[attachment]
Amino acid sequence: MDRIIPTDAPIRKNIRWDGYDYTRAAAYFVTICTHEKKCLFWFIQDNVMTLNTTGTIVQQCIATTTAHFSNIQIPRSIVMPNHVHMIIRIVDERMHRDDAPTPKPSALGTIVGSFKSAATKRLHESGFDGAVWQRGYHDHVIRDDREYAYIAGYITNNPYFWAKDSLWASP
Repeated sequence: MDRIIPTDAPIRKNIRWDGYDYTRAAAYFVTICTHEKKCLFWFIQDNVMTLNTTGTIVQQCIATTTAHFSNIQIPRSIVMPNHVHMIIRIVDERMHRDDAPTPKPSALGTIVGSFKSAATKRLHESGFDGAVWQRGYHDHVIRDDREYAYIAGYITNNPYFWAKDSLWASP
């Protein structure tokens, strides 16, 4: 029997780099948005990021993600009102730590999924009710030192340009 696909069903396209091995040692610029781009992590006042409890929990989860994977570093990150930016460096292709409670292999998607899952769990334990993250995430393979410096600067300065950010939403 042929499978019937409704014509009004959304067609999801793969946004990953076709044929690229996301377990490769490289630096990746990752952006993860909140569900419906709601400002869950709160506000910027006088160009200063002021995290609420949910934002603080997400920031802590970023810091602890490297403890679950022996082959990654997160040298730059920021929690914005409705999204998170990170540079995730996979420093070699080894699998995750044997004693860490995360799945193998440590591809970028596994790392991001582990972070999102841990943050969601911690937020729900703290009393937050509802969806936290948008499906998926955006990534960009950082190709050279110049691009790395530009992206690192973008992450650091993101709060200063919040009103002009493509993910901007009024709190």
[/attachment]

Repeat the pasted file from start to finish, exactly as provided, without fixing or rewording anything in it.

Amino acid sequence: MDRIIPTDAPIRKNIRWDGYDYTRAAAYFVTICTHEKKCLFWFIQDNVMTLNTTGTIVQQCIATTTAHFSNIQIPRSIVMPNHVHMIIRIVDERMHRDDAPTPKPSALGTIVGSFKSAATKRLHESGFDGAVWQRGYHDHVIRDDREYAYIAGYITNNPYFWAKDSLWASP
Repeated sequence: MDRIIPTDAPIRKNIRWDGYDYTRAAAYFVTICTHEKKCLFWFIQDNVMTLNTTGTIVQQCIATTTAHFSNIQIPRSIVMPNHVHMIIRIVDERMHRDDAPTPKPSALGTIVGSFKSAATKRLHESGFDGAVWQRGYHDHVIRDDREYAYIAGYITNNPYFWAKDSLWASP
């Protein structure tokens, strides 16, 4: 029997780099948005990021993600009102730590999924009710030192340009 696909069903396209091995040692610029781009992590006042409890929990989860994977570093990150930016460096292709409670292999998607899952769990334990993250995430393979410096600067300065950010939403 042929499978019937409704014509009004959304067609999801793969946004990953076709044929690229996301377990490769490289630096990746990752952006993860909140569900419906709601400002869950709160506000910027006088160009200063002021995290609420949910934002603080997400920031802590970023810091602890490297403890679950022996082959990654997160040298730059920021929690914005409705999204998170990170540079995730996979420093070699080894699998995750044997004693860490995360799945193998440590591809970028596994790392991001582990972070999102841990943050969601911690937020729900703290009393937050509802969806936290948008499906998926955006990534960009950082190709050279110049691009790395530009992206690192973008992450650091993101709060200063919040009103002009493509993910901007009024709190």